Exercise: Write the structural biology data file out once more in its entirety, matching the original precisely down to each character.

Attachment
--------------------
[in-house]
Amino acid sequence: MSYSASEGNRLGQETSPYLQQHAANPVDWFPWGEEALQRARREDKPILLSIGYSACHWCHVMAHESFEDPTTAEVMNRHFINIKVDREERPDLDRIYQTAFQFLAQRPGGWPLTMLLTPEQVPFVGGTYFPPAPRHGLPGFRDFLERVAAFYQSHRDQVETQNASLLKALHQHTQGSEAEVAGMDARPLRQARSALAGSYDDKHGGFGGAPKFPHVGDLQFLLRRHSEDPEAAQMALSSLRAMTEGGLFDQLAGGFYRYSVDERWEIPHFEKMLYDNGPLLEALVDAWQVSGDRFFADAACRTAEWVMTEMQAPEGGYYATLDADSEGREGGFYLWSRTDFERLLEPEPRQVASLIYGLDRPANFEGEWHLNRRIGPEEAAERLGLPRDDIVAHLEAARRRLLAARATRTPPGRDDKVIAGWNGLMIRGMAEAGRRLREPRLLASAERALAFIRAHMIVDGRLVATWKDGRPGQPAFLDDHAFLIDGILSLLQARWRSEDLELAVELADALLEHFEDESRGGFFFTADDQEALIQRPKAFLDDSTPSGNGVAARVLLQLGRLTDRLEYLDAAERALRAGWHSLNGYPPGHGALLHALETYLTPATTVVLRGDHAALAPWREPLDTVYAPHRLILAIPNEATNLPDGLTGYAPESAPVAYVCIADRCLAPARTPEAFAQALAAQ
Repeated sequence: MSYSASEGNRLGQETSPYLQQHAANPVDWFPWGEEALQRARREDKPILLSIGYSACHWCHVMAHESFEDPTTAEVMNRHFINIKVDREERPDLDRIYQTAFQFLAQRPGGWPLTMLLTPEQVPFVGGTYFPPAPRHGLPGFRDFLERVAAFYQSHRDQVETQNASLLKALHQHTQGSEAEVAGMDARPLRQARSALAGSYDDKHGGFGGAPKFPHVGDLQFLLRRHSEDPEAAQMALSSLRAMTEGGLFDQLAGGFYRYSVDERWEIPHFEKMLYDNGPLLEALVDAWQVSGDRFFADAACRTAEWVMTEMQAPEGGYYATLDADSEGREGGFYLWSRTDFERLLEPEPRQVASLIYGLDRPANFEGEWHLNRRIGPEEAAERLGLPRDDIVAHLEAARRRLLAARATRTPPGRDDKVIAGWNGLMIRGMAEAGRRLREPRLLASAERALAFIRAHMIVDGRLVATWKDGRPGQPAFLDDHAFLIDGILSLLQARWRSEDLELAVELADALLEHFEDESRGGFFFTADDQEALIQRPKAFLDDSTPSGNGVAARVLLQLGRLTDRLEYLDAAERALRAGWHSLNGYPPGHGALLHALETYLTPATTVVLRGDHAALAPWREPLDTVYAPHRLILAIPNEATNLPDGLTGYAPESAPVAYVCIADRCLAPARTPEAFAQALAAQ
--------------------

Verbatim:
[in-house]
Amino acid sequence: MSYSASEGNRLGQETSPYLQQHAANPVDWFPWGEEALQRARREDKPILLSIGYSACHWCHVMAHESFEDPTTAEVMNRHFINIKVDREERPDLDRIYQTAFQFLAQRPGGWPLTMLLTPEQVPFVGGTYFPPAPRHGLPGFRDFLERVAAFYQSHRDQVETQNASLLKALHQHTQGSEAEVAGMDARPLRQARSALAGSYDDKHGGFGGAPKFPHVGDLQFLLRRHSEDPEAAQMALSSLRAMTEGGLFDQLAGGFYRYSVDERWEIPHFEKMLYDNGPLLEALVDAWQVSGDRFFADAACRTAEWVMTEMQAPEGGYYATLDADSEGREGGFYLWSRTDFERLLEPEPRQVASLIYGLDRPANFEGEWHLNRRIGPEEAAERLGLPRDDIVAHLEAARRRLLAARATRTPPGRDDKVIAGWNGLMIRGMAEAGRRLREPRLLASAERALAFIRAHMIVDGRLVATWKDGRPGQPAFLDDHAFLIDGILSLLQARWRSEDLELAVELADALLEHFEDESRGGFFFTADDQEALIQRPKAFLDDSTPSGNGVAARVLLQLGRLTDRLEYLDAAERALRAGWHSLNGYPPGHGALLHALETYLTPATTVVLRGDHAALAPWREPLDTVYAPHRLILAIPNEATNLPDGLTGYAPESAPVAYVCIADRCLAPARTPEAFAQALAAQ
Repeated sequence: MSYSASEGNRLGQETSPYLQQHAANPVDWFPWGEEALQRARREDKPILLSIGYSACHWCHVMAHESFEDPTTAEVMNRHFINIKVDREERPDLDRIYQTAFQFLAQRPGGWPLTMLLTPEQVPFVGGTYFPPAPRHGLPGFRDFLERVAAFYQSHRDQVETQNASLLKALHQHTQGSEAEVAGMDARPLRQARSALAGSYDDKHGGFGGAPKFPHVGDLQFLLRRHSEDPEAAQMALSSLRAMTEGGLFDQLAGGFYRYSVDERWEIPHFEKMLYDNGPLLEALVDAWQVSGDRFFADAACRTAEWVMTEMQAPEGGYYATLDADSEGREGGFYLWSRTDFERLLEPEPRQVASLIYGLDRPANFEGEWHLNRRIGPEEAAERLGLPRDDIVAHLEAARRRLLAARATRTPPGRDDKVIAGWNGLMIRGMAEAGRRLREPRLLASAERALAFIRAHMIVDGRLVATWKDGRPGQPAFLDDHAFLIDGILSLLQARWRSEDLELAVELADALLEHFEDESRGGFFFTADDQEALIQRPKAFLDDSTPSGNGVAARVLLQLGRLTDRLEYLDAAERALRAGWHSLNGYPPGHGALLHALETYLTPATTVVLRGDHAALAPWREPLDTVYAPHRLILAIPNEATNLPDGLTGYAPESAPVAYVCIADRCLAPARTPEAFAQALAAQ